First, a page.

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Article: Bioaccumulation and maternal transfer of PBDE 47 in the marine medaka (Oryzias melastigma) following dietary exposure
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TitleBioaccumulation and maternal transfer of PBDE 47 in the marine medaka (Oryzias melastigma) following dietary exposure
 
Authorsvan de Merwe, JP2 3
Chan, AKY1
Lei, ENY2
Yau, MS2
Lam, MHW2
Wu, RSS1
 
KeywordsBioaccumulation
Flame retardants
Maternal transfer
Oryzias melastigma
PBDEs
Toxicokinetics
 
Issue Date2011
 
PublisherElsevier BV. The Journal's web site is located at http://www.elsevier.com/locate/aquatox
 
CitationAquatic Toxicology, 2011, v. 103 n. 3-4, p. 199-204 [How to Cite?]
DOI: http://dx.doi.org/10.1016/j.aquatox.2011.02.021
 
AbstractThe bioaccumulation and maternal transfer of 2,2',4,4'-tetrabromodiphenyl ether (PBDE 47) were investigated in the marine medaka (Oryzias melastigma) following dietary exposure, in which PBDE 47 was bioencapsulated into brine shrimp (Artemia sp.) and fed daily to male-female pairs of medaka. In the accumulation experiment, each 2-month-old (pre-breeding) medaka were provided with dietary PBDE 47 at 1.3±0.2μg/day for 21days. Growth-corrected concentrations of PBDE 47 in the medaka increased over the 21days of exposure and there were no significant differences between males and females at any of the sampling times. Final concentrations were similar for males and females after 21days (230±30 and 250±30μgg -1 wet weight, respectively), accounting for 84-100% of the PBDE 47 provided in the diet. In the maternal transfer experiment, 3-month-old (breeding) medaka were provided with dietary PBDE 47 at 1.2±0.2μg/day for 18days, and reached body concentrations of 76±3 (males) and 61±6 (females)μgg -1 wet weight. Female growth-corrected PBDE 47 concentrations were significantly lower than males by day 12 (P<0.05), and egg PBDE 47 concentrations were up to 25ng/egg by day 18. Our results showed that maternal transfer is an important offloading mechanism for female fish. The fact that lipid normalized egg:female PBDE ratios did not significantly deviate from 1 further indicated that the maternal transfer of PBDE 47 is associated with lipid mobilization during egg production. © 2011 Elsevier B.V.
 
ISSN0166-445X
2012 Impact Factor: 3.73
2012 SCImago Journal Rankings: 1.615
 
DOIhttp://dx.doi.org/10.1016/j.aquatox.2011.02.021
 
ISI Accession Number IDWOS:000291908100008
Funding AgencyGrant Number
University Grants Committee of the Hong Kong Special Administrative Region, ChinaAoE/P-04/04
Funding Information:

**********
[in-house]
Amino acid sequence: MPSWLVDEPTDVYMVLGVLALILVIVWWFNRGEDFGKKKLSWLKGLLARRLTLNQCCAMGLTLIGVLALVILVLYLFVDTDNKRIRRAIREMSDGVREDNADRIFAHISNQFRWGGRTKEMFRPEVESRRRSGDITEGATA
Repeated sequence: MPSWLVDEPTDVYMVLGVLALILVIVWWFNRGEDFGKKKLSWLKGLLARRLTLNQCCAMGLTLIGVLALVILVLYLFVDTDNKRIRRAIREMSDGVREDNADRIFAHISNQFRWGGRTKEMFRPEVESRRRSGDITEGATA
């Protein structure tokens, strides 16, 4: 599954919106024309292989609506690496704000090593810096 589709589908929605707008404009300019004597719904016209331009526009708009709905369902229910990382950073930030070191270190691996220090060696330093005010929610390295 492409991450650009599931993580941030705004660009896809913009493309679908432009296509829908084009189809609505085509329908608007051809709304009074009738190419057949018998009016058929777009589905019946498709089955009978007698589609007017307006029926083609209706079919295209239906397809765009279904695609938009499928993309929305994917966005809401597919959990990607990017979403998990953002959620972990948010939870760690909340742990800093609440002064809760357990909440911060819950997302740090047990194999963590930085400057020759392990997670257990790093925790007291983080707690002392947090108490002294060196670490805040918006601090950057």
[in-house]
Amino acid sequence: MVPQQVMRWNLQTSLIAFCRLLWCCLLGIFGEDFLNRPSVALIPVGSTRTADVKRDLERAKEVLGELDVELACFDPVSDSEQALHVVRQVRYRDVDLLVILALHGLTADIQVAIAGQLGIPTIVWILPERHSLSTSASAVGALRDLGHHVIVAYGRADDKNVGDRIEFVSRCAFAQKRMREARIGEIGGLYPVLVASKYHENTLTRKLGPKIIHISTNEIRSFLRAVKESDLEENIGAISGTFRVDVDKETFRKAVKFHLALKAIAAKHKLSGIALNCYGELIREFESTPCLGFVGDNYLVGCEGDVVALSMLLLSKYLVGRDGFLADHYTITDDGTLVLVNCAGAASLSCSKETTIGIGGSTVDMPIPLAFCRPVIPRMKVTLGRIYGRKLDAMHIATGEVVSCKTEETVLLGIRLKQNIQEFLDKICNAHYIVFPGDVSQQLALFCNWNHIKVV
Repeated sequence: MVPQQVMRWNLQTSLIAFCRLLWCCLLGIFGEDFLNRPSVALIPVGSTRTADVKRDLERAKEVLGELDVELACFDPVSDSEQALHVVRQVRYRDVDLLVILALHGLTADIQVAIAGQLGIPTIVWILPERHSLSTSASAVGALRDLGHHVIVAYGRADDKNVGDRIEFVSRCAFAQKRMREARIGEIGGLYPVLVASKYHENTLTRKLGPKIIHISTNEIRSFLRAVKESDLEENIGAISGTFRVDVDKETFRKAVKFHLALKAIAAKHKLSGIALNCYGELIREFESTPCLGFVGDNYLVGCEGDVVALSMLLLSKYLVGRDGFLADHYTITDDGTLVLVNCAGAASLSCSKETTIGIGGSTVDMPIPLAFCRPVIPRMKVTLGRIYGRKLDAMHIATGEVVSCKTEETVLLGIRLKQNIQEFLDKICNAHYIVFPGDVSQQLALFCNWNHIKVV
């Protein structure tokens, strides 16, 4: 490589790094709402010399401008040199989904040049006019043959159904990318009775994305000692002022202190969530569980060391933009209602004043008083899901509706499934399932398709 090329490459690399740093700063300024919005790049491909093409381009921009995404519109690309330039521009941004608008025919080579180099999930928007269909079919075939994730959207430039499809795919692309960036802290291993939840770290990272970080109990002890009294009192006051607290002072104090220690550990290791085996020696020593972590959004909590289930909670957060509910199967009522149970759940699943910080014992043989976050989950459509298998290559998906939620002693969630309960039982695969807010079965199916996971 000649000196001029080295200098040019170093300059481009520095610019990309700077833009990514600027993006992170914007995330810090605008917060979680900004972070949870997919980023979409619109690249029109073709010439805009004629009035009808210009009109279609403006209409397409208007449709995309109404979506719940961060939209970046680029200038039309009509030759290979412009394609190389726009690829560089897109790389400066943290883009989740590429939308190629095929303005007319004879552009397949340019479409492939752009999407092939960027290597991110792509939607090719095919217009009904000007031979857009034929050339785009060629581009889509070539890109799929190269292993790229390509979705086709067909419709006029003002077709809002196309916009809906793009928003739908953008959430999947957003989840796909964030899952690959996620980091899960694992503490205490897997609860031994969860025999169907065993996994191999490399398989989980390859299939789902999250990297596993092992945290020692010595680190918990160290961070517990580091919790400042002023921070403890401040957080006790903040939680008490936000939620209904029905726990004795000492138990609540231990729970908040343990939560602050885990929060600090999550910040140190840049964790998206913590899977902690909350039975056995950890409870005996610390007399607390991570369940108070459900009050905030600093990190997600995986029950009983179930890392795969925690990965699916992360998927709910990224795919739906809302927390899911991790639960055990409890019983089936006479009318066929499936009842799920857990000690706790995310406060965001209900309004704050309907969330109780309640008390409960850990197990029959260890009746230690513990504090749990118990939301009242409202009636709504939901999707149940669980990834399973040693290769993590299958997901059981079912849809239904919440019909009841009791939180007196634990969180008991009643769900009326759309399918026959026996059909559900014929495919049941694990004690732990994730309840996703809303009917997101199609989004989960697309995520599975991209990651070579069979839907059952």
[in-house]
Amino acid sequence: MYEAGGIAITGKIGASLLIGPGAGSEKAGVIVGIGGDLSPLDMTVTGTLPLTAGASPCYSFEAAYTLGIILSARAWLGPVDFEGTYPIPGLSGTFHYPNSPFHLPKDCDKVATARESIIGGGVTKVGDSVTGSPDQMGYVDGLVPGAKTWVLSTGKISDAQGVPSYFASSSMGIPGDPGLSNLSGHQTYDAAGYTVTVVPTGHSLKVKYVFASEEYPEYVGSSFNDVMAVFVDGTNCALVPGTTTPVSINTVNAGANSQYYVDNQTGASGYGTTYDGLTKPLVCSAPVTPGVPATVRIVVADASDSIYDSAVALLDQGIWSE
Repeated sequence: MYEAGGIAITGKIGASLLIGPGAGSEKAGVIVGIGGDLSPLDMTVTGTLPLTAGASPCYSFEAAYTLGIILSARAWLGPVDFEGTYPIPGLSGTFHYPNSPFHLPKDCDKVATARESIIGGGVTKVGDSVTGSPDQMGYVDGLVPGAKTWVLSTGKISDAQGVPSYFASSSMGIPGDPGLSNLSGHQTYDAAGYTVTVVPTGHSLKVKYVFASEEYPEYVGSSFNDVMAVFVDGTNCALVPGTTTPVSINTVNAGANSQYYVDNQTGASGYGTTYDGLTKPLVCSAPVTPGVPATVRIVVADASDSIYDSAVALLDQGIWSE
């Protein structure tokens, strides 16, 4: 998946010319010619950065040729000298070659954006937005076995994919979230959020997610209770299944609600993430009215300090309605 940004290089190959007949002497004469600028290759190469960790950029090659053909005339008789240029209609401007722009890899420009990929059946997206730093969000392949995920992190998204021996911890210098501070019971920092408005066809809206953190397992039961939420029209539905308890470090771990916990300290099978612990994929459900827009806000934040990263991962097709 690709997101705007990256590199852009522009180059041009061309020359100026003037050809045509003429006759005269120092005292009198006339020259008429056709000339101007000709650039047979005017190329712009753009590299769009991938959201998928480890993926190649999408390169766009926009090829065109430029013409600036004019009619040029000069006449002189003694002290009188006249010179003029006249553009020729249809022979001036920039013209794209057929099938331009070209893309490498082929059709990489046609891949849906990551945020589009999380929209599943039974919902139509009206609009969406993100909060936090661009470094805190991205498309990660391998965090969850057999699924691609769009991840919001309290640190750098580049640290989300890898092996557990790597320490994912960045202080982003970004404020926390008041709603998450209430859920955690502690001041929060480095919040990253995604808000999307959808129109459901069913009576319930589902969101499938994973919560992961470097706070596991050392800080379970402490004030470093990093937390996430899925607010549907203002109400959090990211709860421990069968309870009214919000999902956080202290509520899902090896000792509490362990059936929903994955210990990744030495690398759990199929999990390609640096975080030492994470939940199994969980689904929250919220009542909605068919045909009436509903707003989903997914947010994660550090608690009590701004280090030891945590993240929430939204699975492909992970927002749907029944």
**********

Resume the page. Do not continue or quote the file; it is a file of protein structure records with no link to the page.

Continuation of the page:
The work described in this paper was fully supported by a grant from the University Grants Committee of the Hong Kong Special Administrative Region, China (AoE/P-04/04). Thanks are due to Jerry Wong for technical assistance.

 
ReferencesReferences in Scopus
 
DC FieldValue
dc.contributor.authorvan de Merwe, JP
 
dc.contributor.authorChan, AKY
 
dc.contributor.authorLei, ENY
 
dc.contributor.authorYau, MS
 
dc.contributor.authorLam, MHW
 
dc.contributor.authorWu, RSS
 
dc.date.accessioned2011-09-23T06:20:51Z
 
dc.date.available2011-09-23T06:20:51Z
 
dc.date.issued2011
 
dc.description.abstractThe bioaccumulation and maternal transfer of 2,2',4,4'-tetrabromodiphenyl ether (PBDE 47) were investigated in the marine medaka (Oryzias melastigma) following dietary exposure, in which PBDE 47 was bioencapsulated into brine shrimp (Artemia sp.) and fed daily to male-female pairs of medaka. In the accumulation experiment, each 2-month-old (pre-breeding) medaka were provided with dietary PBDE 47 at 1.3±0.2μg/day for 21days. Growth-corrected concentrations of PBDE 47 in the medaka increased over the 21days of exposure and there were no significant differences between males and females at any of the sampling times. Final concentrations were similar for males and females after 21days (230±30 and 250±30μgg -1 wet weight, respectively), accounting for 84-100% of the PBDE 47 provided in the diet. In the maternal transfer experiment, 3-month-old (breeding) medaka were provided with dietary PBDE 47 at 1.2±0.2μg/day for 18days, and reached body concentrations of 76±3 (males) and 61±6 (females)μgg -1 wet weight. Female growth-corrected PBDE 47 concentrations were significantly lower than males by day 12 (P<0.05), and egg PBDE 47 concentrations were up to 25ng/egg by day 18. Our results showed that maternal transfer is an important offloading mechanism for female fish. The fact that lipid normalized egg:female PBDE ratios did not significantly deviate from 1 further indicated that the maternal transfer of PBDE 47 is associated with lipid mobilization during egg production. © 2011 Elsevier B.V.